Michael Stoll is project director of the Public Press, a startup nonprofit news service for the San Francisco Bay Area fashioned on the public broadcasting business model. He has been a reporter at the Hartford Courant, the Philadelphia Inquirer and the San Francisco Examiner, and written freelance for Columbia Journalism Review, Earth Island Journal, SF Weekly, the San Francisco Bay Guardian, Quill, the Christian Science Monitor and the New York Times.
Josh Wilson is one of the co-founders of Independent Arts & Media, a San Francisco nonprofit organization and producer’s co-op that expands civic dialogue by increasing access to independent voices. Through his work with Indy Arts his is also the founder and editor of Newsdesk.org, a commercial-free journalism Web site focusing on “important but overlooked news,” and a co-founder of the Expo for the Artist & Musician, “the Bay Area’s only grassroots connection fair for independent art, music and culture.” He is also a longtime producer, DJ and host at the award-winning community radio station KUSF-FM, and held various positions there, including Community Affairs Director and Program Coordinator. A professional journalist and editor, Josh has worked in various staff and contract capacities for SFGate.com, Meredith Corporation, and Wired magazine, and as a freelancer for the San Jose Mercury News, the San Francisco Bay Guardian, and other publications.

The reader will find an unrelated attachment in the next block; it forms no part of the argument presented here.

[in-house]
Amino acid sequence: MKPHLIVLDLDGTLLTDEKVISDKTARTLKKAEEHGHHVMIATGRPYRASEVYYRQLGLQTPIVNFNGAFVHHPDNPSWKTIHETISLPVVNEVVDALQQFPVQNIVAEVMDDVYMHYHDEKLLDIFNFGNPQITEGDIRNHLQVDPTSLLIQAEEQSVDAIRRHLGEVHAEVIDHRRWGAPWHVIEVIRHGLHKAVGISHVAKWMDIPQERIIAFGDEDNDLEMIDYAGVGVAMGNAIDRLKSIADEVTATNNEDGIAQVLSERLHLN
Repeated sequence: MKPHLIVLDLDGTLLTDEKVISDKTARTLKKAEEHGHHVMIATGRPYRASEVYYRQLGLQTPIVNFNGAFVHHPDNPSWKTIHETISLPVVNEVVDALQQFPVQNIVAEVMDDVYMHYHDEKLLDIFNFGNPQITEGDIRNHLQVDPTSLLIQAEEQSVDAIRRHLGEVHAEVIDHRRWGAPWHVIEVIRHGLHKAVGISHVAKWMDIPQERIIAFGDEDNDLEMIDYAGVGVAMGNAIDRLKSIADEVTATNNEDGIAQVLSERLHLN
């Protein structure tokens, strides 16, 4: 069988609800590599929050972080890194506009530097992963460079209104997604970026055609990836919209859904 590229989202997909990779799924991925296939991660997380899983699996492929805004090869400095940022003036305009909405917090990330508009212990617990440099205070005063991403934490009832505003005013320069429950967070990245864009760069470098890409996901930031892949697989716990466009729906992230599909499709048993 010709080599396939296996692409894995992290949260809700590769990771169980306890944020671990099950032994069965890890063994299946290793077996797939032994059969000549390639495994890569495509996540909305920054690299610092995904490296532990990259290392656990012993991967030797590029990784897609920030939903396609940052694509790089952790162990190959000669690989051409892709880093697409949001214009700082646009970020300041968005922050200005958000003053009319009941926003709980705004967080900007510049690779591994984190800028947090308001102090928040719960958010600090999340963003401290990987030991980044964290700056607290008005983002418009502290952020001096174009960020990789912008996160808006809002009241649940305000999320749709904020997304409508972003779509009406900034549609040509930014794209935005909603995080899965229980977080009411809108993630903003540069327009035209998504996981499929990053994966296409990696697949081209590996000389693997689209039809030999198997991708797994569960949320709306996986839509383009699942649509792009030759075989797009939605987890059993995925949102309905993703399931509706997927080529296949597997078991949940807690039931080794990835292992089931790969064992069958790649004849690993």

Beth Laing is the project manager for iFOCOS, which organizes the We Media conferences, awards and community. Prior to working with We Media she worked in a variety of new media roles with Knight Ridder, Infonautics and Access Atlanta. She is currently on the board of the Atlanta Women’s Alliance (AWA), Community Advisory Board for Junior League Dekalb and a Leadership Dekalb 2010 class member.